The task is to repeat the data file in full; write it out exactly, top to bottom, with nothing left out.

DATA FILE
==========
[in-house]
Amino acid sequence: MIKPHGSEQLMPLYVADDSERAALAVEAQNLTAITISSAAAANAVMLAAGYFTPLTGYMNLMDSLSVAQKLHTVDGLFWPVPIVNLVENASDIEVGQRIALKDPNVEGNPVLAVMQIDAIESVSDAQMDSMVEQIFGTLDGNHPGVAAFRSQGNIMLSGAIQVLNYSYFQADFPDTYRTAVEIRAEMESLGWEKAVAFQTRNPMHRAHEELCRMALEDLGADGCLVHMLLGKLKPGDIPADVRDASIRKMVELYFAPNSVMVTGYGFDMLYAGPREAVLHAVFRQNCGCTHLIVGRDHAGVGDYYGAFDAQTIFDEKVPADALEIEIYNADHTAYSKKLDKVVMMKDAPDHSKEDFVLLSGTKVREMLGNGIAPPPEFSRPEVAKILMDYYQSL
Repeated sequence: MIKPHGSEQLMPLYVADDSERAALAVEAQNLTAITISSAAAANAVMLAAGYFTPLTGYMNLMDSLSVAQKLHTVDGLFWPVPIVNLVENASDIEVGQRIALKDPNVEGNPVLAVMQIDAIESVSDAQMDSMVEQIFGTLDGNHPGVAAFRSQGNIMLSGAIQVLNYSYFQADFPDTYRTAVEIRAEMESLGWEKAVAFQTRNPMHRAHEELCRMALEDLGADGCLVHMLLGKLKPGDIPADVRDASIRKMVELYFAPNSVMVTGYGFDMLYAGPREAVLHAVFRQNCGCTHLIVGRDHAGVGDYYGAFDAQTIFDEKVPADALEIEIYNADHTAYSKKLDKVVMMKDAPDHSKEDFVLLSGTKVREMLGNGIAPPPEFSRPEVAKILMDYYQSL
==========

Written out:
[in-house]
Amino acid sequence: MIKPHGSEQLMPLYVADDSERAALAVEAQNLTAITISSAAAANAVMLAAGYFTPLTGYMNLMDSLSVAQKLHTVDGLFWPVPIVNLVENASDIEVGQRIALKDPNVEGNPVLAVMQIDAIESVSDAQMDSMVEQIFGTLDGNHPGVAAFRSQGNIMLSGAIQVLNYSYFQADFPDTYRTAVEIRAEMESLGWEKAVAFQTRNPMHRAHEELCRMALEDLGADGCLVHMLLGKLKPGDIPADVRDASIRKMVELYFAPNSVMVTGYGFDMLYAGPREAVLHAVFRQNCGCTHLIVGRDHAGVGDYYGAFDAQTIFDEKVPADALEIEIYNADHTAYSKKLDKVVMMKDAPDHSKEDFVLLSGTKVREMLGNGIAPPPEFSRPEVAKILMDYYQSL
Repeated sequence: MIKPHGSEQLMPLYVADDSERAALAVEAQNLTAITISSAAAANAVMLAAGYFTPLTGYMNLMDSLSVAQKLHTVDGLFWPVPIVNLVENASDIEVGQRIALKDPNVEGNPVLAVMQIDAIESVSDAQMDSMVEQIFGTLDGNHPGVAAFRSQGNIMLSGAIQVLNYSYFQADFPDTYRTAVEIRAEMESLGWEKAVAFQTRNPMHRAHEELCRMALEDLGADGCLVHMLLGKLKPGDIPADVRDASIRKMVELYFAPNSVMVTGYGFDMLYAGPREAVLHAVFRQNCGCTHLIVGRDHAGVGDYYGAFDAQTIFDEKVPADALEIEIYNADHTAYSKKLDKVVMMKDAPDHSKEDFVLLSGTKVREMLGNGIAPPPEFSRPEVAKILMDYYQSL